I lost my first pregnancy.
I found out in the doctor’s room, ultrasound wand slipped politely out of my body, followed by the soft, “I’m sorry”.
Where there was a heartbeat only a week before, there was nothing. I had a D&C the next day. It was clinical and cold.
A week later, the same doctor called me back into her office with more bad news. There had been another baby, hidden by a wall of scar tissue dividing my uterus. Another heartbeat lost. Another impersonal hospital procedure. Only this time, I had to wait a few days.
I had to walk around knowing that there was a stilled heartbeat tucked inside of my already scraped and scarred uterus. My baby. It was too much to handle.
To cope, I found myself in a pet store, holding the most fragile and warm Basset Hound puppy I had ever met. She was white, with signature long droopy ears and sad, round eyes. Something in me knew that she needed me just as much as I needed her. So, one phone call to my husband for permission later and I found myself swaddling our new puppy in a blanket and taking her home. We named her Daisy.
At first, I thought she was just having trouble acclimating to her new environment, or was frightened by being away from her brothers and sisters—but something wasn’t right. She was sick, frighteningly sick. Her tiny puppy body shook though an entire night. I did everything that I could, but it wasn’t enough to soothe her.
The next day, we took her to the vet and it was confirmed—she had Parvo. A deadly disease by dog standards. Her odds were not promising. I lost it: the kind of gurgling hysteria that involves rhythmic rocking back and forth. The kind of overwhelming grief you can’t articulate. I remember breaking down at the vet and my husband trying to convince her to “do whatever you have to do, but you can’t let this dog die. You absolutely cannot.” She understood, but couldn’t promise.
I had the second D&C later that day. I remember coming to awareness in the recovery room and asking about my puppy, as if she had been a patient there are we had suffered this traumatic event together. The nurse kept saying she would ask. We phoned the vet every other hour from that moment on. All of our hope and sorrow burrowed in that one remaining heartbeat, in keeping her alive. She was the one we could save.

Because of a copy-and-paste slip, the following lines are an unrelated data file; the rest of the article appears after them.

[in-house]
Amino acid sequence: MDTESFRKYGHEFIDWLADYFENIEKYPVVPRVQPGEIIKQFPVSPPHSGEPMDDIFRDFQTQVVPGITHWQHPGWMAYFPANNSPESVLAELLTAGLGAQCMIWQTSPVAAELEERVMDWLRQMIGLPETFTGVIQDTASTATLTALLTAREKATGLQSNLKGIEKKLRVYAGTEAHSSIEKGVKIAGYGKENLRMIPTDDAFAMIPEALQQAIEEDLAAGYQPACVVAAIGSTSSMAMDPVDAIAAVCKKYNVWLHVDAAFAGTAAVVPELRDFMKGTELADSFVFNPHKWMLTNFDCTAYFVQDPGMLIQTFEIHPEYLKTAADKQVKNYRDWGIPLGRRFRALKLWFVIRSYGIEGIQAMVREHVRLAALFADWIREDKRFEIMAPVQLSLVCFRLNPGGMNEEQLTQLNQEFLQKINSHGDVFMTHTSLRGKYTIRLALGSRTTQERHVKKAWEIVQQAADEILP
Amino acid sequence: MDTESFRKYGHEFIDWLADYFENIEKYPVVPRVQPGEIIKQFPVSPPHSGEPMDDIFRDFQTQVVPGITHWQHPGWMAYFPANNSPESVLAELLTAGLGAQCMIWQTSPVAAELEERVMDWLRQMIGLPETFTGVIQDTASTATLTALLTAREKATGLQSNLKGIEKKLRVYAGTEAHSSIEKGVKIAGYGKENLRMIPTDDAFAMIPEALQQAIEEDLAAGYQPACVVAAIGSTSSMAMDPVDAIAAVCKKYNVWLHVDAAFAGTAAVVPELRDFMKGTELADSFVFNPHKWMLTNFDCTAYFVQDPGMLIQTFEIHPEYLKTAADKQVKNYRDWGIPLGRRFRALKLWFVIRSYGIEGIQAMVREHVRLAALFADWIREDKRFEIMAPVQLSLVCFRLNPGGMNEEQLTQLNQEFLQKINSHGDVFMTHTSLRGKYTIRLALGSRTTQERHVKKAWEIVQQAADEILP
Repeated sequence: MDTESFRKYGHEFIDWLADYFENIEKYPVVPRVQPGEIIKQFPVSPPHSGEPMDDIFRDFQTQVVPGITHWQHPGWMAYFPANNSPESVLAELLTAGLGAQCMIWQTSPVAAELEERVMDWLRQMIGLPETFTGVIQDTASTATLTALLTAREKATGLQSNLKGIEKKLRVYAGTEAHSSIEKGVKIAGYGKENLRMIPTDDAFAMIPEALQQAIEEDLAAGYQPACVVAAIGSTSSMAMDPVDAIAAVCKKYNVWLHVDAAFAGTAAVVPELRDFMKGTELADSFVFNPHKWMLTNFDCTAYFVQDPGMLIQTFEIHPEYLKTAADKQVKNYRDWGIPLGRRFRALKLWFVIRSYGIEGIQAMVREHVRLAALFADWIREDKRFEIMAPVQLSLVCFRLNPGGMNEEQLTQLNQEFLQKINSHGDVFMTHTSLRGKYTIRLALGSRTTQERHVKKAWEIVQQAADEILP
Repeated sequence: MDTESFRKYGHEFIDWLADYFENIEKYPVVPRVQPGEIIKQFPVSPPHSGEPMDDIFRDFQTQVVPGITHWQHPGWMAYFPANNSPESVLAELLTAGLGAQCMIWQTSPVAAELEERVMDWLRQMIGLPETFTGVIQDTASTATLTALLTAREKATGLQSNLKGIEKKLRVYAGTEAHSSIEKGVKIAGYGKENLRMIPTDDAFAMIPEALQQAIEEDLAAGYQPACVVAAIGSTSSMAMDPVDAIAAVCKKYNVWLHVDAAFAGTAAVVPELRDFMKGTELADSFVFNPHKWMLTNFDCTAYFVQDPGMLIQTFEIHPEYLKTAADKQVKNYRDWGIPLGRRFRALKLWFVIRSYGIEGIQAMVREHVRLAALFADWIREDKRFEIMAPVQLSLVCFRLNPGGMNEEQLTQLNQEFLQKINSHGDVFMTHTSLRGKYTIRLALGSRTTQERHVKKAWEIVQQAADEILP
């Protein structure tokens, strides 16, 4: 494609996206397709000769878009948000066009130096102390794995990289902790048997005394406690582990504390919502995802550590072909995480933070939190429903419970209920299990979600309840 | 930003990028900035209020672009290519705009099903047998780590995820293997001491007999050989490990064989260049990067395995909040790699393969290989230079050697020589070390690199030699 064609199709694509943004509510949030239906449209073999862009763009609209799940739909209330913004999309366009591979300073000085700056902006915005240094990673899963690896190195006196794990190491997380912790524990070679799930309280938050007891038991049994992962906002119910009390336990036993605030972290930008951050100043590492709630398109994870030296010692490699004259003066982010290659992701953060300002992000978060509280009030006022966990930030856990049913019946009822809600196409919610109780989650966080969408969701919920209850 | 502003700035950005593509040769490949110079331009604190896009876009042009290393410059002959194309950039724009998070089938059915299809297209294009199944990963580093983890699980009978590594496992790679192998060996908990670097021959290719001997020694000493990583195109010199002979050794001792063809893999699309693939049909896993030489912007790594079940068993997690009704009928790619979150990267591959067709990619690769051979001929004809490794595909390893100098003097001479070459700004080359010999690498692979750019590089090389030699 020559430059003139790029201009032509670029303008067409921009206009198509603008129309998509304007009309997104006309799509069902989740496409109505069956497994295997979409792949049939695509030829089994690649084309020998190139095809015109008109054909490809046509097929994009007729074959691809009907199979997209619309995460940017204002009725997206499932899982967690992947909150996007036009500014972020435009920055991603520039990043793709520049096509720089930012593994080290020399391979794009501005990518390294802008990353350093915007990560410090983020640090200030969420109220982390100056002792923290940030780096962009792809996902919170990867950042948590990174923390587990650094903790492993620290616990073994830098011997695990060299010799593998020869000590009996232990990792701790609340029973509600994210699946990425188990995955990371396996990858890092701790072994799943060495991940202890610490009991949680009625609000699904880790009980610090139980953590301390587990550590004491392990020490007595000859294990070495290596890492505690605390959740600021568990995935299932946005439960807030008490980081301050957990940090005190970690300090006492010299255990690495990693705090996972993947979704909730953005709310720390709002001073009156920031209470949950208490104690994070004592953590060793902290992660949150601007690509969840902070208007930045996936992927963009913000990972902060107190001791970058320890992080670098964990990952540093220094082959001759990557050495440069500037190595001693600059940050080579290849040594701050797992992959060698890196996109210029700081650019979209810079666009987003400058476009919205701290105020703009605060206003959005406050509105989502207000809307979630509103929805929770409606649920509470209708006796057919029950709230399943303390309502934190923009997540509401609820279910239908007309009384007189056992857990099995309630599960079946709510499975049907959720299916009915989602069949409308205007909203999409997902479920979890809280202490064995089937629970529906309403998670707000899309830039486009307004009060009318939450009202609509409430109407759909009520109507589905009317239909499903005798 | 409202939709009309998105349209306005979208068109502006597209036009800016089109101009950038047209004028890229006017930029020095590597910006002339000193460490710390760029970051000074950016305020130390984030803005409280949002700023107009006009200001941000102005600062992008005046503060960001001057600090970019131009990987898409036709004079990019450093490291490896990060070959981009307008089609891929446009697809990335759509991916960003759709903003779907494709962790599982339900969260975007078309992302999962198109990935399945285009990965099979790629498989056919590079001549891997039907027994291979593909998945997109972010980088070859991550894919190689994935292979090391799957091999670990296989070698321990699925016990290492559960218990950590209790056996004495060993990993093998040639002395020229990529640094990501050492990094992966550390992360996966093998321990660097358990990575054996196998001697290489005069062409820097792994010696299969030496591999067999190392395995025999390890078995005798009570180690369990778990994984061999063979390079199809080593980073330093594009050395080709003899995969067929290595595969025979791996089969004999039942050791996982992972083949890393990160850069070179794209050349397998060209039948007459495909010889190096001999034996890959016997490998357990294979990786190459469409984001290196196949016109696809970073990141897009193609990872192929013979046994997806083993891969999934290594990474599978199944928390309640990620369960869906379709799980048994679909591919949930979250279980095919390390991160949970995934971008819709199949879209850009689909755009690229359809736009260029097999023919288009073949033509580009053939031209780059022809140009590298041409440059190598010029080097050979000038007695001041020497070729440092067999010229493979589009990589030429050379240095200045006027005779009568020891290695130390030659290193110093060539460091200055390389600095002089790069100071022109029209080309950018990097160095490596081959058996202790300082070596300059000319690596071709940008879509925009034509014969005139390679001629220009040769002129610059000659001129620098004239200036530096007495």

And we did…more than once in her lifetime. She became our medical miracle. She survived Parvo, suffered a broken leg, Ringworm, two slipped disks and an emergency spinal surgery, not to mention countless other random illnesses. She never complained. She simply loved, as all good dogs do. We went on to have a baby and she became the family dog. After months of her clinging to our pant legs as we were trying to get out the door and scolding, “No Pants!” we renamed her—Pants. It was a perfect fit.
She was the perfect fit to the gaping hole that had been dug out of our lives. She held us together, gave us something to hope for, something to save at a time when we were most helpless. She was a barking, wagging reminder of impermanence and how to live each moment regardless. She was one of our greatest teachers.
Pants died early this morning. We didn’t even have to think about how old she was either—one year older than our firstborn son. Although that’s not a very long life in dog years, we are trying not to mourn. Her life was a gift and anything less than gratitude for her sharing it with us would be denying that and the lessons that she taught us: save what you can in this world, work on letting the rest go—gracefully. As Gandhi said, “Whatever you do will be insignificant, but it is very important that you do it.”
I will never forget what it felt like; days out of the hospital, acutely broken and afraid, holding her warm puppy body against my chest, recovering from this fragile life together, comforted by the feel of her strong heartbeat.
In truth, Pants saved me. And for that, I am ever grateful.
Love elephant and want to go steady?
Author: Megan Merchant
Editor: Travis May